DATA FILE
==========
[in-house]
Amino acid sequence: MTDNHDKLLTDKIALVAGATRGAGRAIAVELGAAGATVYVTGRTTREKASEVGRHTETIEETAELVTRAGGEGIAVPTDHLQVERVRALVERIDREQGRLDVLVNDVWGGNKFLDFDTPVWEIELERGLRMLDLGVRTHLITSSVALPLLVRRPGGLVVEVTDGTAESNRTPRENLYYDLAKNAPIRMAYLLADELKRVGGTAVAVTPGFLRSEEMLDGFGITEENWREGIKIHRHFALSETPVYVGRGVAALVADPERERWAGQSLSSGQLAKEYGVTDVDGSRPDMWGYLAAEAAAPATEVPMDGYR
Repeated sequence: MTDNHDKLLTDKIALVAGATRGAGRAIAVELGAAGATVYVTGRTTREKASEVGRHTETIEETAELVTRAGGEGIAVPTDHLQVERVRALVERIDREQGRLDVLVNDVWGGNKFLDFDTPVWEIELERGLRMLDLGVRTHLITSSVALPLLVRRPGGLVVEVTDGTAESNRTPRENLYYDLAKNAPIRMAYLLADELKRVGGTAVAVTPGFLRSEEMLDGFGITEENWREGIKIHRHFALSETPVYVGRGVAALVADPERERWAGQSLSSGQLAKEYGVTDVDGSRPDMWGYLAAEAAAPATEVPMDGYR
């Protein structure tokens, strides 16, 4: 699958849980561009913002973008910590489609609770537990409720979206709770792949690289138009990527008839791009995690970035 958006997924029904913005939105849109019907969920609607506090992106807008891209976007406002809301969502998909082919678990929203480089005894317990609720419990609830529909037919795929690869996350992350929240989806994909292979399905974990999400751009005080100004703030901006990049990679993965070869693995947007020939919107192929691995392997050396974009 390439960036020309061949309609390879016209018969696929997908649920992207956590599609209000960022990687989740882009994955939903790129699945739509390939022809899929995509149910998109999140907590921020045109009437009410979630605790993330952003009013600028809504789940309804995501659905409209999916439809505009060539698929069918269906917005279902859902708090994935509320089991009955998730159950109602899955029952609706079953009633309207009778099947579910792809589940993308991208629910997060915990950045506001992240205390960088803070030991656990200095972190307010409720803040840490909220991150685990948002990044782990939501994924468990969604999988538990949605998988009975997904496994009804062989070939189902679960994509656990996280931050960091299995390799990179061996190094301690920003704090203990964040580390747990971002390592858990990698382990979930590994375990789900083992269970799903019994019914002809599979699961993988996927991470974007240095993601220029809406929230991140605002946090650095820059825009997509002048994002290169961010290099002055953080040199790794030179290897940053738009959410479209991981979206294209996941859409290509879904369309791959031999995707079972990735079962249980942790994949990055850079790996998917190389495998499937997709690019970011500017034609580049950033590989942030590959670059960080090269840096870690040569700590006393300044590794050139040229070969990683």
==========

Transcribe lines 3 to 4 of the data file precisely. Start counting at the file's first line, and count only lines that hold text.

Repeated sequence: MTDNHDKLLTDKIALVAGATRGAGRAIAVELGAAGATVYVTGRTTREKASEVGRHTETIEETAELVTRAGGEGIAVPTDHLQVERVRALVERIDREQGRLDVLVNDVWGGNKFLDFDTPVWEIELERGLRMLDLGVRTHLITSSVALPLLVRRPGGLVVEVTDGTAESNRTPRENLYYDLAKNAPIRMAYLLADELKRVGGTAVAVTPGFLRSEEMLDGFGITEENWREGIKIHRHFALSETPVYVGRGVAALVADPERERWAGQSLSSGQLAKEYGVTDVDGSRPDMWGYLAAEAAAPATEVPMDGYR
């Protein structure tokens, strides 16, 4: 699958849980561009913002973008910590489609609770537990409720979206709770792949690289138009990527008839791009995690970035 958006997924029904913005939105849109019907969920609607506090992106807008891209976007406002809301969502998909082919678990929203480089005894317990609720419990609830529909037919795929690869996350992350929240989806994909292979399905974990999400751009005080100004703030901006990049990679993965070869693995947007020939919107192929691995392997050396974009 390439960036020309061949309609390879016209018969696929997908649920992207956590599609209000960022990687989740882009994955939903790129699945739509390939022809899929995509149910998109999140907590921020045109009437009410979630605790993330952003009013600028809504789940309804995501659905409209999916439809505009060539698929069918269906917005279902859902708090994935509320089991009955998730159950109602899955029952609706079953009633309207009778099947579910792809589940993308991208629910997060915990950045506001992240205390960088803070030991656990200095972190307010409720803040840490909220991150685990948002990044782990939501994924468990969604999988538990949605998988009975997904496994009804062989070939189902679960994509656990996280931050960091299995390799990179061996190094301690920003704090203990964040580390747990971002390592858990990698382990979930590994375990789900083992269970799903019994019914002809599979699961993988996927991470974007240095993601220029809406929230991140605002946090650095820059825009997509002048994002290169961010290099002055953080040199790794030179290897940053738009959410479209991981979206294209996941859409290509879904369309791959031999995707079972990735079962249980942790994949990055850079790996998917190389495998499937997709690019970011500017034609580049950033590989942030590959670059960080090269840096870690040569700590006393300044590794050139040229070969990683």